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Mucinous tumours of the ovary or Borderline Ovarian Tumours (BOTs) are a broad type of neoplastic disorders that include invasive mucinous ovarian carcinoma, mucinous tumours of low malignant potential (borderline), and benign mucinous cystadenoma among others (Louis, Gupta, Gouda, & Gupta, 2013; Black et al., 2016). BOTs comprise 15-20% of all epithelial ovarian malignancies but differ significantly from ovarian carcinomas in terms of lower FIGO state, the distribution of tumour histotypes, excellent overall prognosis, higher infertility rate, younger age distribution, and lower frequency of BRCA mutations (Kurman & Shih, 2016).
According to Rutgers (2016), serous tumours are the most common BOTs at 53.3% while mucinous tumours represent 42.5%. Other less common histotypes take the remaining share of 4.2%. Most BOTs are diagnosed in their early stages as compared to ovarian cancer. For example, a study by Jinawath and Shih (2015) points out that 78.9% of patients with BOTs a diagnosed at FIGO stage I while only 21.1% are diagnosed at FIGO stage 1-IV. When diagnosed early, the prognosis of the borderline ovarian tumours is excellent.
Most stage 1 patient has a 5-year survival rate of 95-97%, which can be considered a highly successful rate (Rutgers, 2016). However, due to late recurrence, 10-year survival reduces to only 70-95% (Anglesio et al., 2013). The stage of the BOT is a major factor of survival whereby those diagnosed at stage II-III have an endurance rate of 65%-87%. Despite the high survival rate, some patients have a more aggressive form of BOTs that may lead to their later (Rutgers, 2016). The management of BOTs involves conservative or radical surgery and consequently chemotherapy. Since most of those diagnosed with BOTs are of the reproductive age, conservative surgical options that seek to preserve parts of the uterus or the ovaries are highly preferable for the patients.
The radical surgery involves the entire removal of the uterus and the ovaries (Kurman & Shih, 2016; Black et al., 2016). However, conservative surgery is associated with a higher degree of recurrence compared to radical surgery. Those diagnosed late with terminal BOTs have a short time to live. Besides, their ability to function is highly inhibited. This study will present the following case of a 46-year-old female patient diagnosed with a terminal high-grade borderline mucinous tumour. It will analyse and discuss the occupational therapy interventions undertaken following the determination of a short life span of three (3) to four (4) months before the patient can be discharged home.
The patient is a 46-year-old female who was recently admitted to the oncology unit with shortness of breath, constant pain, and increased left pleural effusion. The medical history of the patient shows that she was previously diagnosed with a terminal illness high-grade borderline mucinous tumour, which presents a case of the recurrence of the condition. Other medical records of the client show a history of lower back pain, anaemia, CPAP, obesity, OSAS, PESA, right leg deep thrombosis, and anxiety.
The operation report for the borderline mucinous tumour shows that the client has a large amount of pleural effusion, adhesion, and unusual cystic lesion. Additionally, the client previously had a right ovarian cystectomy after which she also received chemotherapy. In the current diagnosis, the available medical report shows a widespread presence of tumours and ovarian necrosis. Further, the tumours are also spread out to the intestine, with others extending to the bones, liver, and lymphangitic pulmonary lesion. Following the diagnosis, the patient is terminally ill. She has a shortened lifespan of three (3) to four (4) months. The client requires occupational therapy support to ensure that end-of-life care can enhance her quality of life, including her ability to perform different activities that support easier and fruitful living.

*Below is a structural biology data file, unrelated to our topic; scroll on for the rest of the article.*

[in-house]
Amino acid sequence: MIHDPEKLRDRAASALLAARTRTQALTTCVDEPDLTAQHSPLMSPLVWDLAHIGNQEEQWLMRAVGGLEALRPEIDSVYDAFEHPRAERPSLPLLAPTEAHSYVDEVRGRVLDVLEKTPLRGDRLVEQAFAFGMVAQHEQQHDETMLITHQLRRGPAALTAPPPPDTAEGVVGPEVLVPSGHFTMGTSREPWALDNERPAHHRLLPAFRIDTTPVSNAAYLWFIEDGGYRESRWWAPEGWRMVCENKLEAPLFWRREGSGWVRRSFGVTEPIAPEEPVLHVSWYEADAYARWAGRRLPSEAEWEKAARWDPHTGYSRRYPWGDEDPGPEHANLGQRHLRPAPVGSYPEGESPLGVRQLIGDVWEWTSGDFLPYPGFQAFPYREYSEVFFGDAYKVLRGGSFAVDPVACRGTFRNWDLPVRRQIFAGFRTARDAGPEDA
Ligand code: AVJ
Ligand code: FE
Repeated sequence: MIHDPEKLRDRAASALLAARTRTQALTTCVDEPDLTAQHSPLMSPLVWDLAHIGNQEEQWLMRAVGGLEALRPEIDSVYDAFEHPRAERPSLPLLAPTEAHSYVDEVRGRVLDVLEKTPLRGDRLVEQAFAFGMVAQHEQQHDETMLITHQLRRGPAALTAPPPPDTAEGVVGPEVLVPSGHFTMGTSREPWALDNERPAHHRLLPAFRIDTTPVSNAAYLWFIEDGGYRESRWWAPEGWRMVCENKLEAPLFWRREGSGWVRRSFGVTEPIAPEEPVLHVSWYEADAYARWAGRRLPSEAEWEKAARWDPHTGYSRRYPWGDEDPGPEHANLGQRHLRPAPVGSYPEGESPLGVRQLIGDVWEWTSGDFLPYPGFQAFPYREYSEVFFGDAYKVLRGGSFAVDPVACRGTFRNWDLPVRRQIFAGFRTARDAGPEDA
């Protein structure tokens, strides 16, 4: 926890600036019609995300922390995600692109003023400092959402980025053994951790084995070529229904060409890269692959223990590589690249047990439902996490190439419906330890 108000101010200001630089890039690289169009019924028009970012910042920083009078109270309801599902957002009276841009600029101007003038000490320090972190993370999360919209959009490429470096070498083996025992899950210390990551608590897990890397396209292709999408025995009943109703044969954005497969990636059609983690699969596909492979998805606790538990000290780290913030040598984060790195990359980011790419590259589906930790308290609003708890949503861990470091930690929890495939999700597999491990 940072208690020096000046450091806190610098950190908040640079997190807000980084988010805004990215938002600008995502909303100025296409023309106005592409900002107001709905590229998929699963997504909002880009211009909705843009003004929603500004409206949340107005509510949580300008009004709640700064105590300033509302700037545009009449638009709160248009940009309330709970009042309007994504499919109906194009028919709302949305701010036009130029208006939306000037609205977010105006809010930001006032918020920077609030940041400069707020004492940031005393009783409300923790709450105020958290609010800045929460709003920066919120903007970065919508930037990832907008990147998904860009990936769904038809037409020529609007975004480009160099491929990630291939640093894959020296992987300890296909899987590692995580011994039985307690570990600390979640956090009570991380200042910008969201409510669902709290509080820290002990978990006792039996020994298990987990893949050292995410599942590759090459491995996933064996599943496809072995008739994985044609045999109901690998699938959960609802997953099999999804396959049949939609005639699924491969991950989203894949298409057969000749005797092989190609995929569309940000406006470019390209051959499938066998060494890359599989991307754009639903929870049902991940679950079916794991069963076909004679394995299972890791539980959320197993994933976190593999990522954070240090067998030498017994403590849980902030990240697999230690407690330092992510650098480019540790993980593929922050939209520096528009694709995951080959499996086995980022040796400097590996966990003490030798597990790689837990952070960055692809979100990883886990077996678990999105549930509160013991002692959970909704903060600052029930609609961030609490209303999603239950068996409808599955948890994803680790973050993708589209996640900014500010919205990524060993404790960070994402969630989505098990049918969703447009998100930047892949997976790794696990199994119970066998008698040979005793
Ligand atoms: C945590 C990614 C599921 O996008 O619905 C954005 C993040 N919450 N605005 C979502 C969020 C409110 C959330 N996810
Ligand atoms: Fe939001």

Occupational Therapy Assessment
The occupational therapy assessment for the client followed the Canadian Model for Occupational Performance and Engagement (CMOP-E framework). The CMOP-E model provides an important approach to assessing a patient’s physical and cognitive capabilities while at the same exploring the performance and engagement social and environment factors (Chi, Demiris, Lewis, Walker, & Langer, 2016). Additionally, the assessment further involved the determination of the client’s current level of occupational performance in her personal activities of daily life (PADL).
The assessment found that the client’s vision, hearing, and communication capabilities were not inhibited. At best, they could be described as excellent. On the other hand, the patient’s cognition in relation to time, place, date, and recognition of people as well and very alert. Additionally, the patient was affective and corporative, engaged, and pleasant. She did not demonstrate any problems when interacting with other individuals. However, the current diagnosis has taken a toll on the patient. She reports being fatigued and tired. Further, she has oxygen at a reach to be used when the need is due to the shortness of breathing that is part of the diagnosis.
Occupational Therapy Intervention
The occupational therapy intervention seeks to provide a shower chair to ensure that the patient experiences easy bathing. Another important intervention is to provide a frame for the toilet, which can increase its height and hence make it easier for the patient to get off the toilet. The frame can also make it trouble-free for the patient to support herself when getting off the toilet, hence consequently reducing the chances of a fall.
To make sure that the client receives the best occupational support, follow-up at home by the occupational therapist is done to assess her progress. Following the visit, the client reports that the hospital bed with the monkey bars is very helpful since it increases her mobility in and out of the bed. The bed’s ability to be lifted on the upper part provides an important capability for the patient to sleep in a suspended position, thus reducing fatigue and distress from shortness of breath when sleeping.
The raising of the toilet using the frames is also found to be very helpful since it allows the client to sit and rise easily, thus reducing fatigue. However, the family’s report shows that they are experiencing difficulties in cleaning the patient following the lack of enough space to move. Additionally, the shower chair is not helpful in cleaning the lateral side and the back of the patient.